Iowa State University (then the Iowa State Agricultural College and Model Farm) was officially established on March 22, 1858 when the charter act establishing a state agricultural college became law. It took approximately 9 years before the first classes began.

A brief timeline of Iowa State University’s founding:

  • March 22, 1858 – The Iowa State Agricultural College and Model Farm was established via the legislature of the State of Iowa
  • June 21, 1859 – a 648 acre farm in Story County was selected as the site for the campus
  • 1861 – construction was  completed on the Farm House (the first building on campus)
  • 1862 – Iowa was the first state in the nation to accept the provisions of the Morrill Act, ensuring funding for ISU (then College)
  • March 17, 1869 – the inauguration of the College and the installation of the president and faculty
The first faculty meeting minutes every recorded. RS 8/3/3, Ledger 1.

The first faculty meeting minutes ever recorded at Iowa State University. (RS 8/3/3, Ledger 1.)

The Special Collections department helped celebrate the 150th anniversary of the founding in the 2007-2008 academic year by initiating an oral history project to document “Cyclone stories” – interviews with alumni, staff, students, faculty, and any other Cyclones. Some audio and transcription excerpts are available online.  Learn more about ISU’s founding at our Sesquicentennial exhibit: “1858-2008, 150 Years of Excellence” and the associated campus timeline.


March 4 Event: “Early Natural History Texts: The Roots of American Environmentalism”

Audubon Birds of America_plate28

Snowy Owls from John James Audubon’s Birds of America, 1840 (call number QL674, Volume 1, plate 28)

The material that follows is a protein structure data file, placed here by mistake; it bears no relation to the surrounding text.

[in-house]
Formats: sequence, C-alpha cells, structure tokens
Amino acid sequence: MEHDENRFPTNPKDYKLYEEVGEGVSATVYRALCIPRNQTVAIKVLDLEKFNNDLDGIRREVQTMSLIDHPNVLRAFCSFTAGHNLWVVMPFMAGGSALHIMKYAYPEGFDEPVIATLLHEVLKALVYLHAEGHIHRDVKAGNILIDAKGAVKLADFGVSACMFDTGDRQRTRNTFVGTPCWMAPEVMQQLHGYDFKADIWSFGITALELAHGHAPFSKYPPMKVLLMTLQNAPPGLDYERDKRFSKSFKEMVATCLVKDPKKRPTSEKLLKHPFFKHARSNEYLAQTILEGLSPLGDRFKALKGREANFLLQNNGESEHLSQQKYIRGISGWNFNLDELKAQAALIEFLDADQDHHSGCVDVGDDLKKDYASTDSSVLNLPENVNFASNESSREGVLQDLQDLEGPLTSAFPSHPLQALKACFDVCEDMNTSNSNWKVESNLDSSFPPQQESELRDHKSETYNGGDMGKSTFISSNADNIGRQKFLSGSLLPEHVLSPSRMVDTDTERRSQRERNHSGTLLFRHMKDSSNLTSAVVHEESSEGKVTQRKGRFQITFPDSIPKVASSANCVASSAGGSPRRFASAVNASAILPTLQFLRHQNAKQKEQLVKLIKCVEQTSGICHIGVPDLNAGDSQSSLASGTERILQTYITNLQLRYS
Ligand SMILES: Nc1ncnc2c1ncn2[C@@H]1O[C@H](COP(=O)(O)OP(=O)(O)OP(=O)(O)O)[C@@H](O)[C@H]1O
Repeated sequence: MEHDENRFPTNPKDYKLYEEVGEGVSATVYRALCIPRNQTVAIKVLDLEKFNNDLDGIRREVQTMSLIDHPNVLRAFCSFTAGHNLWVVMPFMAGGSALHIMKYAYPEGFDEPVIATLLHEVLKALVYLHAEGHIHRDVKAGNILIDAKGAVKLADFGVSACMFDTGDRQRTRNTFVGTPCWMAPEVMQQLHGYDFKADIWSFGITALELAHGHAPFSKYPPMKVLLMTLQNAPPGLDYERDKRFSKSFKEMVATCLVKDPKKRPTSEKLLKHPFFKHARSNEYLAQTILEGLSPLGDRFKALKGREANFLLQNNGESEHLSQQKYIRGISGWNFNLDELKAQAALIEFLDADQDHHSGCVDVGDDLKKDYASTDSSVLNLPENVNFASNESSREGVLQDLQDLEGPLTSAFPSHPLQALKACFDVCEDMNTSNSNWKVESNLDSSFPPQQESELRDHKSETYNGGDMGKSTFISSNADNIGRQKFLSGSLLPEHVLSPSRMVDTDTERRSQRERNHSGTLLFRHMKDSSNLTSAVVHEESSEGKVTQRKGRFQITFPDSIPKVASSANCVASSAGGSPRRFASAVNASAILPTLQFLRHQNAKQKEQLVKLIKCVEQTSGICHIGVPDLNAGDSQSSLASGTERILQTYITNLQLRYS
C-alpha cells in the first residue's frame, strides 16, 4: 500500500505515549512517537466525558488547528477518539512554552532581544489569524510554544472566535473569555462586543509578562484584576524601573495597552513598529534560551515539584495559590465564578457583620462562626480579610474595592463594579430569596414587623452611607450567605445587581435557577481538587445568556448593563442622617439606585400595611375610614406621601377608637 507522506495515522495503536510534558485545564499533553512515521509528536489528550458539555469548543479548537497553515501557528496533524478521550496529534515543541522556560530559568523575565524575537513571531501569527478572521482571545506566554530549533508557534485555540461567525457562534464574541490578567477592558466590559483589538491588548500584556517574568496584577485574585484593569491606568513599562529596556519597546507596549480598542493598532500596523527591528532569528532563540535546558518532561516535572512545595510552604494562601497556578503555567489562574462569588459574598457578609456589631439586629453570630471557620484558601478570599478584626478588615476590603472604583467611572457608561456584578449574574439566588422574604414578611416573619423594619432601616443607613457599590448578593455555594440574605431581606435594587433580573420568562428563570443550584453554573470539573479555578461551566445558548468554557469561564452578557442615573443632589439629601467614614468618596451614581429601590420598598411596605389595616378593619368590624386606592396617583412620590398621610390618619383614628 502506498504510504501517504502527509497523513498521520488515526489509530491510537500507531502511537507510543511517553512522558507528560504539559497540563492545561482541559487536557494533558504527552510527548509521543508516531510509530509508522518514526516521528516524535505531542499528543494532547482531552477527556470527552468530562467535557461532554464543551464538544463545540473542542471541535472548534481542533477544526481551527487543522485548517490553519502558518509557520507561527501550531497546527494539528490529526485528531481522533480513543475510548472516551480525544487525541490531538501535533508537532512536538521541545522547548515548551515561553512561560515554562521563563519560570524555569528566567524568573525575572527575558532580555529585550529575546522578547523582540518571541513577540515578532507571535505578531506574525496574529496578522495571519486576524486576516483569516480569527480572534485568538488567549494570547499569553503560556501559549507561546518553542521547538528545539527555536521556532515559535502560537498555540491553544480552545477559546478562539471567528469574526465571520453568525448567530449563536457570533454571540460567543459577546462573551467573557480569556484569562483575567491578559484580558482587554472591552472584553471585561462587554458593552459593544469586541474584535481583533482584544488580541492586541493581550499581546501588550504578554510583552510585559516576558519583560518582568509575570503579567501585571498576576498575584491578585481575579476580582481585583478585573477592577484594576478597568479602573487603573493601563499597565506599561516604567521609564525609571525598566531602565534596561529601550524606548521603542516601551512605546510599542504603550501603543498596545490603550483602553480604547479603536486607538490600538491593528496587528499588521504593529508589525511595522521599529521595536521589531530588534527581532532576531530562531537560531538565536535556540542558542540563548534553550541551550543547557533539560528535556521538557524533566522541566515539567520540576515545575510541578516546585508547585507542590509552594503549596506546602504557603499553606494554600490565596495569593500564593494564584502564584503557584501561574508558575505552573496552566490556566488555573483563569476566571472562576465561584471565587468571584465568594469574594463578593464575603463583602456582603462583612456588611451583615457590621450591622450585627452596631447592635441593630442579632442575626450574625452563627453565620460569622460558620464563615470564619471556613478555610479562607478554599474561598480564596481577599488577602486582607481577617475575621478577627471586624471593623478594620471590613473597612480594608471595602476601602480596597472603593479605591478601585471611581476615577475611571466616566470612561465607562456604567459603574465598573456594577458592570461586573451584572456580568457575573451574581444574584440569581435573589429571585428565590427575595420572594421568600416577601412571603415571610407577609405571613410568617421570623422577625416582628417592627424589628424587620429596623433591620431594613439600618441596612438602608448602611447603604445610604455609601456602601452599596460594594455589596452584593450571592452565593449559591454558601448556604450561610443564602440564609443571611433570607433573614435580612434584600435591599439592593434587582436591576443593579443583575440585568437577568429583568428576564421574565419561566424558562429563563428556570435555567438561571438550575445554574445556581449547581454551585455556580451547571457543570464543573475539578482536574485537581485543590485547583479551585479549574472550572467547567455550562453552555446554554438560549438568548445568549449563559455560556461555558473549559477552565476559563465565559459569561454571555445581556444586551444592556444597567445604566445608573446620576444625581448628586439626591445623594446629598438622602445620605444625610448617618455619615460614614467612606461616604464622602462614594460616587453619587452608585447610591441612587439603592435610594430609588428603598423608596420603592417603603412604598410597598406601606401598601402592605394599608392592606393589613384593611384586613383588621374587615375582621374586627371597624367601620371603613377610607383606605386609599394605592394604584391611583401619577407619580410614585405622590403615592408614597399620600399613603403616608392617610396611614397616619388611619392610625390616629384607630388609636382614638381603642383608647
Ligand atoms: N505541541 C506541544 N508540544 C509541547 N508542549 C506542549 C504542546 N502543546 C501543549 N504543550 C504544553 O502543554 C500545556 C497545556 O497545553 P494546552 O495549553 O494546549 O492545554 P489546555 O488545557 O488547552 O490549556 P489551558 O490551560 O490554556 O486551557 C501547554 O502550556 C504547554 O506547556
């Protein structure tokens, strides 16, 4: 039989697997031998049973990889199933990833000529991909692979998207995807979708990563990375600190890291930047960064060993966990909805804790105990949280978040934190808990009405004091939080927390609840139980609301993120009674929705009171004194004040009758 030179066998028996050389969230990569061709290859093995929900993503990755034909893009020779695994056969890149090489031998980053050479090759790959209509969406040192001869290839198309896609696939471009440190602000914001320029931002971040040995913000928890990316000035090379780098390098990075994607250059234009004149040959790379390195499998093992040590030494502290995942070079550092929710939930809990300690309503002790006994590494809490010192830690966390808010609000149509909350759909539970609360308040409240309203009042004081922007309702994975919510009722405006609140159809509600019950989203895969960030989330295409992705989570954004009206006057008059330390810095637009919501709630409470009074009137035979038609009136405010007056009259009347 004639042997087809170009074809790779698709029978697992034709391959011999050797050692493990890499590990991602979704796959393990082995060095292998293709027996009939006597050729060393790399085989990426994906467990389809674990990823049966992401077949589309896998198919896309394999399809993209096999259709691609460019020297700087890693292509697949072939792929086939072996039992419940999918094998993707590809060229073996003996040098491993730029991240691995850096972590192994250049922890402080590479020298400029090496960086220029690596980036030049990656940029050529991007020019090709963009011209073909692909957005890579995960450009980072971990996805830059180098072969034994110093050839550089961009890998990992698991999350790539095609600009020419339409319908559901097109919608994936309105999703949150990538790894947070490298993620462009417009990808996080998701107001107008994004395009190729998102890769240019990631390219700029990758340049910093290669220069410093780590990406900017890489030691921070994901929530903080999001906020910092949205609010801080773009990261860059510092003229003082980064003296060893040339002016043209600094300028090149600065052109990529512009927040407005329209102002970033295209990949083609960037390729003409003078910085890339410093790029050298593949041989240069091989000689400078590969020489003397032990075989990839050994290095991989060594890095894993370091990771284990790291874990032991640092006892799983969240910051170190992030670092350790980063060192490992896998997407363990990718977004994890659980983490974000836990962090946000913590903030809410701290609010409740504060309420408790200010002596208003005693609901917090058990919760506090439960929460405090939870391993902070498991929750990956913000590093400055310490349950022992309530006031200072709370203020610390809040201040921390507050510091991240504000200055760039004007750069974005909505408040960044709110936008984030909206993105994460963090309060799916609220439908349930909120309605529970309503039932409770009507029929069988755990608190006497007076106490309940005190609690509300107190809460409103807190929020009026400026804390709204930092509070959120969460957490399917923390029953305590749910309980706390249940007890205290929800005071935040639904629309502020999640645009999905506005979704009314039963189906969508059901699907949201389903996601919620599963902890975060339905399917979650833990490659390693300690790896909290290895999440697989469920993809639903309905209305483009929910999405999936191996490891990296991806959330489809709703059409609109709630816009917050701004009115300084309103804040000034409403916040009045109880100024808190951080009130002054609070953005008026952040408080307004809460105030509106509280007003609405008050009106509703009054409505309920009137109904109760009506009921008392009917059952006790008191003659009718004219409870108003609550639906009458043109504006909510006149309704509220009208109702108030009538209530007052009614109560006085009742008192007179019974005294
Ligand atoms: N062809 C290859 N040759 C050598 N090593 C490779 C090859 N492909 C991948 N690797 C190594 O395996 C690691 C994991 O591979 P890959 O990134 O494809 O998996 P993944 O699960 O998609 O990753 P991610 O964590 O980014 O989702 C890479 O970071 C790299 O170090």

We are pleased to announce that next week we will be holding a special event showcasing a number of our natural history texts.  This is one of several Center for Excellence in the Arts and Humanities events being held this year.  Matthew Sivils, associate professor of English and the 2015 CEAH Fellow in the Arts and Humanities, will provide a brief overview of the texts which will be displayed, which includes works by influential eighteenth- and nineteenth-century naturalists such as Mark Catesby and John James Audubon.

You can find details on this event and others on the Center for Excellence in the Arts and Humanities website:

The seeds of America’s environmental identity were first planted by a handful of eighteenth- and early nineteenth-century naturalist-explorers. These naturalists—who were as much artists and poets as scientists—made it their mission to discover, record, and share North America’s natural diversity. These volumes, published by figures such as Mark Catesby, Alexander Wilson, and John James Audubon, contain powerful descriptions and stunning illustrations of the plants and animals that would come to define the land. Professor Sivils will provide a brief overview of some of the most influential of these texts, followed by a viewing of rare natural history volumes housed in the ISU Library’s Department of Special Collections.

Professor Sivils will give his talk in the 405 classroom adjacent to the Special Collections Department.  Following his presentation, there will be an opportunity to view a selection of our natural history texts in the Special Collections Reading Room.